No alternative

Experts agree that ISIS cannot be destroyed from the air — but that doesn’t mean there’s another option yet.

“The administration knows full well that airstrikes alone won’t succeed in degrading or destroying ISIS,” said David L. Phillips, the director of Peace-Building and Rights Program at Columbia University. “Since President Obama has made clear there will be no U.S. boots on the ground, we need to find friends in Iraq and Syria who are prepared to confront ISIS.”

"The administration knows full well that airstrikes alone won’t succeed in degrading or destroying ISIS"

Because it will take at least a year for Syrians to benefit from more military training, that means Kurdish forces in Iraq and Syria could be the best bet to countering the militants in Iraq. Already, they’ve shown their mettle in retaking Mosul Dam.

“Degrading and destroying can’t happen unless you’re killing ISIS fighters on the ground,” Phillips said. “The only forces that have shown any capability of countering ISIS are the Kurds.”

While the U.S. has been providing machine guns and ammunition, the Peshmerga need armor-piercing equipment and more sophisticated weaponry, Phillips explained. The Kurdish forces also would benefit from closer air support, he added.

The Syria problem

That might help defeat ISIS in Iraq — but Syria is a different story. Analysts say that spotters on the ground would help with intelligence on targets — “boots on the ground” that the U.S. administration has ruled out sending and which thus far have not been offered by America’s allies.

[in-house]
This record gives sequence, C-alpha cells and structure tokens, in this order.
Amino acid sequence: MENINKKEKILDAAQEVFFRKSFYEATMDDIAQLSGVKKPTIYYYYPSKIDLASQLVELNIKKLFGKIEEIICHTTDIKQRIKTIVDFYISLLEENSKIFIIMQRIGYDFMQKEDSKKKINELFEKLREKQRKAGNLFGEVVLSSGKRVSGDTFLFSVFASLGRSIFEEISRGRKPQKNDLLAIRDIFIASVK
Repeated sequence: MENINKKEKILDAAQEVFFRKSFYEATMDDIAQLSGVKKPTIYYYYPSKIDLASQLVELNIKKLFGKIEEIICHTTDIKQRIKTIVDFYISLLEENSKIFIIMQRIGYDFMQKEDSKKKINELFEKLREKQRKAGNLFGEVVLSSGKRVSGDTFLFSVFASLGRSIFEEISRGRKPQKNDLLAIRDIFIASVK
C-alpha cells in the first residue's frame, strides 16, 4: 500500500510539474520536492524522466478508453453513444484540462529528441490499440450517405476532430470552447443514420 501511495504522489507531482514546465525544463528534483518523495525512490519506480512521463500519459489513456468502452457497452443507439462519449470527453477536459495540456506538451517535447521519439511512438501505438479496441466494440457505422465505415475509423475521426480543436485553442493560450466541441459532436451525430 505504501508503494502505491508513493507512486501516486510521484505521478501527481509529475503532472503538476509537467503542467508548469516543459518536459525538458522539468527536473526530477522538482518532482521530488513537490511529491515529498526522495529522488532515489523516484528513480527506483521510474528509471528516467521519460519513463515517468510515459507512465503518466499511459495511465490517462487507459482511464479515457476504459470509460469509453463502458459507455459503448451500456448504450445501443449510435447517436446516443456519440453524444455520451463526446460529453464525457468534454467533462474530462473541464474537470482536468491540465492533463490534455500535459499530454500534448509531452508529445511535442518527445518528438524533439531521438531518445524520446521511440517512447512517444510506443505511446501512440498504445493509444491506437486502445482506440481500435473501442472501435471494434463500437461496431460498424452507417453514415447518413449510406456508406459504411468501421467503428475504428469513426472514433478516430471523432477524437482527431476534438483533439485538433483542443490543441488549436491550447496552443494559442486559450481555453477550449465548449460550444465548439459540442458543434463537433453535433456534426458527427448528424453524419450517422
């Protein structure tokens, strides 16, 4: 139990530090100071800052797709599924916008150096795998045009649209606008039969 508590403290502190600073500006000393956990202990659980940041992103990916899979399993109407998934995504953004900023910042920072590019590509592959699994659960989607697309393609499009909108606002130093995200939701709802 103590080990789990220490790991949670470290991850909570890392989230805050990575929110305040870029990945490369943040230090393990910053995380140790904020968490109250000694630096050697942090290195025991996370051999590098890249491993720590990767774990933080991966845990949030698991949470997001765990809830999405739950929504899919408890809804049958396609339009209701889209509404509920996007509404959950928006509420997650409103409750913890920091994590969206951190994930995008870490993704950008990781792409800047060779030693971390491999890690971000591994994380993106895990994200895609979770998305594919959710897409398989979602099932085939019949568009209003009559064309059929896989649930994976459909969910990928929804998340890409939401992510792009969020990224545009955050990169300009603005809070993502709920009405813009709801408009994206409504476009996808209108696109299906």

With Iraqi forces not up to snuff and moderate Syrian opposition fighters at least a year away from completing training, the only obvious combat force could be the most fraught.

Turkey has the second-largest European army in NATO, and its military participation in the anti-ISIS coalition could tip the balance in the battle against the militants. But while Turkey’s parliament adopted a resolution authorizing military action against ISIS, the country has not yet offered any assets to the U.S.-led coalition against ISIS nor is it participating in any significant way.

“Turkey is deeply ambivalent about choosing sides in this fight,” Phillips said. “Turkey’s primary interest is to overthrow the regime of Bashar al Assad and to undermine the emergence of an autonomous Kurdish entity in Syria. It will only send troops if the deployment of those troops advances Turkey’s core goals.”

The current siege on the Syrian border town of Kobani is a perfect example of the limited effect of airstrikes. While Kurdish forces have been battling to defend the town, ISIS militants have pounded Kobani with heavy artillery and besieged the town from multiple sides.

On Monday, ISIS fighters appeared to be making headway toward seizing full control of the city, raising their black flag over a building on Kobani’s eastern outskirts, according to Reuters.

The U.S. must intensify airstrikes — particularly on the hills on the south side of Kobani — in order to avert a “slaughter” in the border city, Phillips said.

“If Kobani falls there will be a genocide of huge proportions — tens of thousands of people will be beheaded,” Phillips warned. “And ISIS will be emboldened into thinking that they can do whatever they want, no matter what Obama says.”